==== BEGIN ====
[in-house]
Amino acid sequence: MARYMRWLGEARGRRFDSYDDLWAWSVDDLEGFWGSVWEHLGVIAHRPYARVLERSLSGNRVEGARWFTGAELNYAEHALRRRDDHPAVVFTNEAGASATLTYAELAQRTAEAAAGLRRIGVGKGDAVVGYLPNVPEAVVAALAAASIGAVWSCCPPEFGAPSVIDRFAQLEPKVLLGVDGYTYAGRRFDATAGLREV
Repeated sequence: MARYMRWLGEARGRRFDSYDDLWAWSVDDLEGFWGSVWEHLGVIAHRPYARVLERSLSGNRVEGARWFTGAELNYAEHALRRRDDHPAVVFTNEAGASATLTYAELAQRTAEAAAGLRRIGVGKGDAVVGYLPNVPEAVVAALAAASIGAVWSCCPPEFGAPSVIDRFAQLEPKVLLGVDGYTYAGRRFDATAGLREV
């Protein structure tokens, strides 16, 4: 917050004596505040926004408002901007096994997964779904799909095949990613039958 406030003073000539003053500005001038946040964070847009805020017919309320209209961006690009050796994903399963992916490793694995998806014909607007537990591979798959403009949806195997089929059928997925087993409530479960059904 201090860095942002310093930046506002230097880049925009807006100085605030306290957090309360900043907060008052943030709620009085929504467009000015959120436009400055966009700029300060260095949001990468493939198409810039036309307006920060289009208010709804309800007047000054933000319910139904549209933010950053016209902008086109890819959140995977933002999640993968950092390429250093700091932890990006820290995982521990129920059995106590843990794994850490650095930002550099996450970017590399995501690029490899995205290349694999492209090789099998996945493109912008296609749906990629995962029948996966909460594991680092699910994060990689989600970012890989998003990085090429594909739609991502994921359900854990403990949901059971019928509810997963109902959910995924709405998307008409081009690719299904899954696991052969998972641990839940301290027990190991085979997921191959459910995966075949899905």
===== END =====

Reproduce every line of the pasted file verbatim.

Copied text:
[in-house]
Amino acid sequence: MARYMRWLGEARGRRFDSYDDLWAWSVDDLEGFWGSVWEHLGVIAHRPYARVLERSLSGNRVEGARWFTGAELNYAEHALRRRDDHPAVVFTNEAGASATLTYAELAQRTAEAAAGLRRIGVGKGDAVVGYLPNVPEAVVAALAAASIGAVWSCCPPEFGAPSVIDRFAQLEPKVLLGVDGYTYAGRRFDATAGLREV
Repeated sequence: MARYMRWLGEARGRRFDSYDDLWAWSVDDLEGFWGSVWEHLGVIAHRPYARVLERSLSGNRVEGARWFTGAELNYAEHALRRRDDHPAVVFTNEAGASATLTYAELAQRTAEAAAGLRRIGVGKGDAVVGYLPNVPEAVVAALAAASIGAVWSCCPPEFGAPSVIDRFAQLEPKVLLGVDGYTYAGRRFDATAGLREV
């Protein structure tokens, strides 16, 4: 917050004596505040926004408002901007096994997964779904799909095949990613039958 406030003073000539003053500005001038946040964070847009805020017919309320209209961006690009050796994903399963992916490793694995998806014909607007537990591979798959403009949806195997089929059928997925087993409530479960059904 201090860095942002310093930046506002230097880049925009807006100085605030306290957090309360900043907060008052943030709620009085929504467009000015959120436009400055966009700029300060260095949001990468493939198409810039036309307006920060289009208010709804309800007047000054933000319910139904549209933010950053016209902008086109890819959140995977933002999640993968950092390429250093700091932890990006820290995982521990129920059995106590843990794994850490650095930002550099996450970017590399995501690029490899995205290349694999492209090789099998996945493109912008296609749906990629995962029948996966909460594991680092699910994060990689989600970012890989998003990085090429594909739609991502994921359900854990403990949901059971019928509810997963109902959910995924709405998307008409081009690719299904899954696991052969998972641990839940301290027990190991085979997921191959459910995966075949899905």